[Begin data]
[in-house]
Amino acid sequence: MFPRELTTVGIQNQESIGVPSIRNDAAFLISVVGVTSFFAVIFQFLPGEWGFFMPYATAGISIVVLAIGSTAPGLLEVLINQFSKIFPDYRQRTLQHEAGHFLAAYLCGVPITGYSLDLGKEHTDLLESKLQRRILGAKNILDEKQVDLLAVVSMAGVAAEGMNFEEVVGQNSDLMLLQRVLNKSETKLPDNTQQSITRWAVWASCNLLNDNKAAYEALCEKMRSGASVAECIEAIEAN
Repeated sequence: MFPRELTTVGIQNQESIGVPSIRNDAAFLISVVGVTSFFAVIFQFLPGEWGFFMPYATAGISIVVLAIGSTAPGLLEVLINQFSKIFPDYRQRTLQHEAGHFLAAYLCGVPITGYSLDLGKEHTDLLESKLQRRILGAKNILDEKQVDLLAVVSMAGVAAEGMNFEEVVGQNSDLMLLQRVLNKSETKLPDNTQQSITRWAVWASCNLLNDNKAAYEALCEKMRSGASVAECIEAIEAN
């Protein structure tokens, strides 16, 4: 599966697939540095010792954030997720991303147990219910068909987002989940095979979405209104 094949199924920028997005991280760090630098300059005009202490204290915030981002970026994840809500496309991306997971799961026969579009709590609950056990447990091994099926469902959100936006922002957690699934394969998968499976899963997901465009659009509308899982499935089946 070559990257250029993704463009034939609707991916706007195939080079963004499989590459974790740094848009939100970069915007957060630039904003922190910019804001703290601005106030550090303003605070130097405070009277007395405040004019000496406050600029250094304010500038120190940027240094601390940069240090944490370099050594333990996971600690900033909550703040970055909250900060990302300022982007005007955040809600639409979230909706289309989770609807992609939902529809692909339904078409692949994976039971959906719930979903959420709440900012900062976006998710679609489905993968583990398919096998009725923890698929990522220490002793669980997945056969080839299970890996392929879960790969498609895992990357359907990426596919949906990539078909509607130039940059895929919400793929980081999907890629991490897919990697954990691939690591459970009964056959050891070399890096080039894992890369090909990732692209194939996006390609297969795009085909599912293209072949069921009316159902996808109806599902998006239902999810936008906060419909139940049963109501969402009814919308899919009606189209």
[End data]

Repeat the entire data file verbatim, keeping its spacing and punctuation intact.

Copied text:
[in-house]
Amino acid sequence: MFPRELTTVGIQNQESIGVPSIRNDAAFLISVVGVTSFFAVIFQFLPGEWGFFMPYATAGISIVVLAIGSTAPGLLEVLINQFSKIFPDYRQRTLQHEAGHFLAAYLCGVPITGYSLDLGKEHTDLLESKLQRRILGAKNILDEKQVDLLAVVSMAGVAAEGMNFEEVVGQNSDLMLLQRVLNKSETKLPDNTQQSITRWAVWASCNLLNDNKAAYEALCEKMRSGASVAECIEAIEAN
Repeated sequence: MFPRELTTVGIQNQESIGVPSIRNDAAFLISVVGVTSFFAVIFQFLPGEWGFFMPYATAGISIVVLAIGSTAPGLLEVLINQFSKIFPDYRQRTLQHEAGHFLAAYLCGVPITGYSLDLGKEHTDLLESKLQRRILGAKNILDEKQVDLLAVVSMAGVAAEGMNFEEVVGQNSDLMLLQRVLNKSETKLPDNTQQSITRWAVWASCNLLNDNKAAYEALCEKMRSGASVAECIEAIEAN
């Protein structure tokens, strides 16, 4: 599966697939540095010792954030997720991303147990219910068909987002989940095979979405209104 094949199924920028997005991280760090630098300059005009202490204290915030981002970026994840809500496309991306997971799961026969579009709590609950056990447990091994099926469902959100936006922002957690699934394969998968499976899963997901465009659009509308899982499935089946 070559990257250029993704463009034939609707991916706007195939080079963004499989590459974790740094848009939100970069915007957060630039904003922190910019804001703290601005106030550090303003605070130097405070009277007395405040004019000496406050600029250094304010500038120190940027240094601390940069240090944490370099050594333990996971600690900033909550703040970055909250900060990302300022982007005007955040809600639409979230909706289309989770609807992609939902529809692909339904078409692949994976039971959906719930979903959420709440900012900062976006998710679609489905993968583990398919096998009725923890698929990522220490002793669980997945056969080839299970890996392929879960790969498609895992990357359907990426596919949906990539078909509607130039940059895929919400793929980081999907890629991490897919990697954990691939690591459970009964056959050891070399890096080039894992890369090909990732692209194939996006390609297969795009085909599912293209072949069921009316159902996808109806599902998006239902999810936008906060419909139940049963109501969402009814919308899919009606189209």